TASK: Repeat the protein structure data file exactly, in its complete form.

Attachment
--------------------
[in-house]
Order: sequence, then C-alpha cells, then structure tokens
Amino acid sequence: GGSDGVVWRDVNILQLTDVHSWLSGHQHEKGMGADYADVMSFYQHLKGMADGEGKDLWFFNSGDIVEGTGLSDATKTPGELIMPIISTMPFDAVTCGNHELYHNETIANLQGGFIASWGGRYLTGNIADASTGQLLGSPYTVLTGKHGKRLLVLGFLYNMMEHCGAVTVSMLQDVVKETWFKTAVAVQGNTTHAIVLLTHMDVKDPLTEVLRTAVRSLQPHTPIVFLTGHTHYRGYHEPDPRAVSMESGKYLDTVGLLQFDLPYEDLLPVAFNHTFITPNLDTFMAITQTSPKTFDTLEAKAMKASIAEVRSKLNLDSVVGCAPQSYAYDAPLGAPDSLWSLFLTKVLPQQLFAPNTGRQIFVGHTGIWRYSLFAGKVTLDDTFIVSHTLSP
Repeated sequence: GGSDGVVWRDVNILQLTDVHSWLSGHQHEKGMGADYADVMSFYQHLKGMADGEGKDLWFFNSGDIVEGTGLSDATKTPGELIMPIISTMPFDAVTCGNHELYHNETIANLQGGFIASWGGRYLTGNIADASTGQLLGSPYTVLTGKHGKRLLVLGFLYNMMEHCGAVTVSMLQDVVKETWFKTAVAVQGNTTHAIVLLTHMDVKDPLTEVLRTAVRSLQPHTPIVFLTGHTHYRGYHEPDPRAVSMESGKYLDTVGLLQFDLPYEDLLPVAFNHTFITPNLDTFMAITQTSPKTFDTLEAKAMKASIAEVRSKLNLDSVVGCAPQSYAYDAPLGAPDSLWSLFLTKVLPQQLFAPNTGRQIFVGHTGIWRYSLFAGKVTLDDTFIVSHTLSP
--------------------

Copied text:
[in-house]
Order: sequence, then C-alpha cells, then structure tokens
Amino acid sequence: GGSDGVVWRDVNILQLTDVHSWLSGHQHEKGMGADYADVMSFYQHLKGMADGEGKDLWFFNSGDIVEGTGLSDATKTPGELIMPIISTMPFDAVTCGNHELYHNETIANLQGGFIASWGGRYLTGNIADASTGQLLGSPYTVLTGKHGKRLLVLGFLYNMMEHCGAVTVSMLQDVVKETWFKTAVAVQGNTTHAIVLLTHMDVKDPLTEVLRTAVRSLQPHTPIVFLTGHTHYRGYHEPDPRAVSMESGKYLDTVGLLQFDLPYEDLLPVAFNHTFITPNLDTFMAITQTSPKTFDTLEAKAMKASIAEVRSKLNLDSVVGCAPQSYAYDAPLGAPDSLWSLFLTKVLPQQLFAPNTGRQIFVGHTGIWRYSLFAGKVTLDDTFIVSHTLSP
Repeated sequence: GGSDGVVWRDVNILQLTDVHSWLSGHQHEKGMGADYADVMSFYQHLKGMADGEGKDLWFFNSGDIVEGTGLSDATKTPGELIMPIISTMPFDAVTCGNHELYHNETIANLQGGFIASWGGRYLTGNIADASTGQLLGSPYTVLTGKHGKRLLVLGFLYNMMEHCGAVTVSMLQDVVKETWFKTAVAVQGNTTHAIVLLTHMDVKDPLTEVLRTAVRSLQPHTPIVFLTGHTHYRGYHEPDPRAVSMESGKYLDTVGLLQFDLPYEDLLPVAFNHTFITPNLDTFMAITQTSPKTFDTLEAKAMKASIAEVRSKLNLDSVVGCAPQSYAYDAPLGAPDSLWSLFLTKVLPQQLFAPNTGRQIFVGHTGIWRYSLFAGKVTLDDTFIVSHTLSP